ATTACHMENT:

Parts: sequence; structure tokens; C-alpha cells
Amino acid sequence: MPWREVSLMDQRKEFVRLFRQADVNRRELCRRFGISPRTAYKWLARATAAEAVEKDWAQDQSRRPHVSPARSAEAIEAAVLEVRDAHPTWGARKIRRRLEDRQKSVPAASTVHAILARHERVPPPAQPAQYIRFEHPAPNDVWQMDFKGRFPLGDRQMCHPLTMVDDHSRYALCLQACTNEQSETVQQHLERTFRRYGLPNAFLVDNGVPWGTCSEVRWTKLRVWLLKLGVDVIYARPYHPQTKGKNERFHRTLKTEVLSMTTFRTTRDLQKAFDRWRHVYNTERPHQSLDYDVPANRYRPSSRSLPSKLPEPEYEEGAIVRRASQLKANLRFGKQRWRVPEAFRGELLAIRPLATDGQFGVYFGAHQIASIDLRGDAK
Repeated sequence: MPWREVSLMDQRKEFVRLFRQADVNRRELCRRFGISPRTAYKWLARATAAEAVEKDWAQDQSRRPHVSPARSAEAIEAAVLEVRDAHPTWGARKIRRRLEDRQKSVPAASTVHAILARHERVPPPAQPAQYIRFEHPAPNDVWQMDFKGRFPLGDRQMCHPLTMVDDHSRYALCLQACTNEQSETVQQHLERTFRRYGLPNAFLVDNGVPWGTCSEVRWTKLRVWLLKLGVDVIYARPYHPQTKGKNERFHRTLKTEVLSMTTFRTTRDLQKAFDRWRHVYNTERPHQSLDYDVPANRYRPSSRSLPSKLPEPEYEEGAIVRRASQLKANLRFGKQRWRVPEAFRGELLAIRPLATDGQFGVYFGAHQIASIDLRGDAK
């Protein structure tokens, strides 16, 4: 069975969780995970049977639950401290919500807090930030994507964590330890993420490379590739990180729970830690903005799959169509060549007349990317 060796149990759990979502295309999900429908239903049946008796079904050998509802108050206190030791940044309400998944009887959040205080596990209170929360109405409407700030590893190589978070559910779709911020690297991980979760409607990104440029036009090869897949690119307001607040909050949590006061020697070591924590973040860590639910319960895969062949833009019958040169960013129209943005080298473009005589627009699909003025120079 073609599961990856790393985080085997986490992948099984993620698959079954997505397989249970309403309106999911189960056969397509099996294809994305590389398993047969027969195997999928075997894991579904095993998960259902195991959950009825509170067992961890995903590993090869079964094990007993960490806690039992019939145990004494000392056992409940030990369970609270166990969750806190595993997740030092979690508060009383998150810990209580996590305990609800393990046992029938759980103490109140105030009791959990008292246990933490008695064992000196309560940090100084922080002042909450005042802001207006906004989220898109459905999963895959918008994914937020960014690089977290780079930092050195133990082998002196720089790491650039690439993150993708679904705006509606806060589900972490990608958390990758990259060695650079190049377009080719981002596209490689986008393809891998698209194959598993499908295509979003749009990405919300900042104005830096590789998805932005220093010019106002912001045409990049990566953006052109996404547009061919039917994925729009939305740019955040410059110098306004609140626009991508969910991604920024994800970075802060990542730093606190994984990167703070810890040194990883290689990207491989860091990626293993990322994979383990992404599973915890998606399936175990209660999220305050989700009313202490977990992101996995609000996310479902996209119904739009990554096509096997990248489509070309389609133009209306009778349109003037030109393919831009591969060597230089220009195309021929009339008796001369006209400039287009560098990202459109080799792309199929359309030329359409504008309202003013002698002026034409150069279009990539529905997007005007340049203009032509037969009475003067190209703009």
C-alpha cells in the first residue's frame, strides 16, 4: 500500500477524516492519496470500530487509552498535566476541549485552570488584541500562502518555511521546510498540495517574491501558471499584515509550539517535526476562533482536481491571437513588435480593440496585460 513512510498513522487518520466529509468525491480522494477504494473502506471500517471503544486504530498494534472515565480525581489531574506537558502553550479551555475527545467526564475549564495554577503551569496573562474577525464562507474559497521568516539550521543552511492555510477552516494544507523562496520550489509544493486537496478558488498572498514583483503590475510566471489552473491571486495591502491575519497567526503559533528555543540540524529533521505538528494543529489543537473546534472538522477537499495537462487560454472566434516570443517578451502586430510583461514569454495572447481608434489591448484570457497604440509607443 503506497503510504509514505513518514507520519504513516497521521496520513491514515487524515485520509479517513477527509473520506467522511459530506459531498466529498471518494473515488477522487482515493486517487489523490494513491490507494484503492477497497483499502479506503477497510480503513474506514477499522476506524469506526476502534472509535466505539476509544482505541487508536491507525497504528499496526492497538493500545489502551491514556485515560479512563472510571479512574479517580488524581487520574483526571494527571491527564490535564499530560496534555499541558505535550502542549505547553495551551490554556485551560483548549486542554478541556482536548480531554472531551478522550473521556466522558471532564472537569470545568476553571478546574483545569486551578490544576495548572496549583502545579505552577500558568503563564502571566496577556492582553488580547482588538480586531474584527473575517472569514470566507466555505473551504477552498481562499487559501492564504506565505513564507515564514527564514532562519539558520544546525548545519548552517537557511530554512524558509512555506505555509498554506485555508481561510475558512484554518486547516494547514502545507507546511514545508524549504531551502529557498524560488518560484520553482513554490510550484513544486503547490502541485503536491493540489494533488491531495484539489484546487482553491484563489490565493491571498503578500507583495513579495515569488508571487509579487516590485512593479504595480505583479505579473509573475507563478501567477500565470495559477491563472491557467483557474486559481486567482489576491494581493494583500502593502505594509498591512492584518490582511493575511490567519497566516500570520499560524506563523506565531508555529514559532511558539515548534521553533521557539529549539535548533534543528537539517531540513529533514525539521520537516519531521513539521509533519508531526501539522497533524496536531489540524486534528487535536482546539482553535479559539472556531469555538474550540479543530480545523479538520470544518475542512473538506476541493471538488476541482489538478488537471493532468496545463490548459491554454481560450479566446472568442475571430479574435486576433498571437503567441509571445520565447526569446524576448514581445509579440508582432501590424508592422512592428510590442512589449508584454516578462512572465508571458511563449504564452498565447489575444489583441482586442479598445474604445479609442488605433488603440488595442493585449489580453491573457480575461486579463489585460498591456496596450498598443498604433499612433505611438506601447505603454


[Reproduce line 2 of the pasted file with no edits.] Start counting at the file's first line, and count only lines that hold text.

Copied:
Amino acid sequence: MPWREVSLMDQRKEFVRLFRQADVNRRELCRRFGISPRTAYKWLARATAAEAVEKDWAQDQSRRPHVSPARSAEAIEAAVLEVRDAHPTWGARKIRRRLEDRQKSVPAASTVHAILARHERVPPPAQPAQYIRFEHPAPNDVWQMDFKGRFPLGDRQMCHPLTMVDDHSRYALCLQACTNEQSETVQQHLERTFRRYGLPNAFLVDNGVPWGTCSEVRWTKLRVWLLKLGVDVIYARPYHPQTKGKNERFHRTLKTEVLSMTTFRTTRDLQKAFDRWRHVYNTERPHQSLDYDVPANRYRPSSRSLPSKLPEPEYEEGAIVRRASQLKANLRFGKQRWRVPEAFRGELLAIRPLATDGQFGVYFGAHQIASIDLRGDAK